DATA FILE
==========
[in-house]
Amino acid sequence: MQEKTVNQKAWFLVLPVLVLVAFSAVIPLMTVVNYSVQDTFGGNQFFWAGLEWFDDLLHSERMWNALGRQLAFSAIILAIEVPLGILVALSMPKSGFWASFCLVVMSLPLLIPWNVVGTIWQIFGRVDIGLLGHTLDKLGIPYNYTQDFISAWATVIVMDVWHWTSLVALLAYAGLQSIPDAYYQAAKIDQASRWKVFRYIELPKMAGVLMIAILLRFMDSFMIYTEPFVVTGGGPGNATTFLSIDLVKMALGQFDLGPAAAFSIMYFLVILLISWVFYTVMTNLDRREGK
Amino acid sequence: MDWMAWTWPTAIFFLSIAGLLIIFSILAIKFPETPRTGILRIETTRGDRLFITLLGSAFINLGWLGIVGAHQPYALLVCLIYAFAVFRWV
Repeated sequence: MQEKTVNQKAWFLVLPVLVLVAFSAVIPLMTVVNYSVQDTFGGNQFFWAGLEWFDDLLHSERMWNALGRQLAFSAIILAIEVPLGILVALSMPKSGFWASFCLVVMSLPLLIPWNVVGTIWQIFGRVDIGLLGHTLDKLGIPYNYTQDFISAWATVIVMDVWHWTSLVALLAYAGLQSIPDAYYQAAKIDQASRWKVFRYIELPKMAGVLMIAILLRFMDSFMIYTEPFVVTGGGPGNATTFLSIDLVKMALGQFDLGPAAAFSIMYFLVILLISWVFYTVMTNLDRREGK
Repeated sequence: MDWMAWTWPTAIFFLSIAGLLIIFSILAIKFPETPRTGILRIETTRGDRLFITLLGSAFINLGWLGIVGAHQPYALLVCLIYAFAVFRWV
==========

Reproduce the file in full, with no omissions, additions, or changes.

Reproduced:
[in-house]
Amino acid sequence: MQEKTVNQKAWFLVLPVLVLVAFSAVIPLMTVVNYSVQDTFGGNQFFWAGLEWFDDLLHSERMWNALGRQLAFSAIILAIEVPLGILVALSMPKSGFWASFCLVVMSLPLLIPWNVVGTIWQIFGRVDIGLLGHTLDKLGIPYNYTQDFISAWATVIVMDVWHWTSLVALLAYAGLQSIPDAYYQAAKIDQASRWKVFRYIELPKMAGVLMIAILLRFMDSFMIYTEPFVVTGGGPGNATTFLSIDLVKMALGQFDLGPAAAFSIMYFLVILLISWVFYTVMTNLDRREGK
Amino acid sequence: MDWMAWTWPTAIFFLSIAGLLIIFSILAIKFPETPRTGILRIETTRGDRLFITLLGSAFINLGWLGIVGAHQPYALLVCLIYAFAVFRWV
Repeated sequence: MQEKTVNQKAWFLVLPVLVLVAFSAVIPLMTVVNYSVQDTFGGNQFFWAGLEWFDDLLHSERMWNALGRQLAFSAIILAIEVPLGILVALSMPKSGFWASFCLVVMSLPLLIPWNVVGTIWQIFGRVDIGLLGHTLDKLGIPYNYTQDFISAWATVIVMDVWHWTSLVALLAYAGLQSIPDAYYQAAKIDQASRWKVFRYIELPKMAGVLMIAILLRFMDSFMIYTEPFVVTGGGPGNATTFLSIDLVKMALGQFDLGPAAAFSIMYFLVILLISWVFYTVMTNLDRREGK
Repeated sequence: MDWMAWTWPTAIFFLSIAGLLIIFSILAIKFPETPRTGILRIETTRGDRLFITLLGSAFINLGWLGIVGAHQPYALLVCLIYAFAVFRWV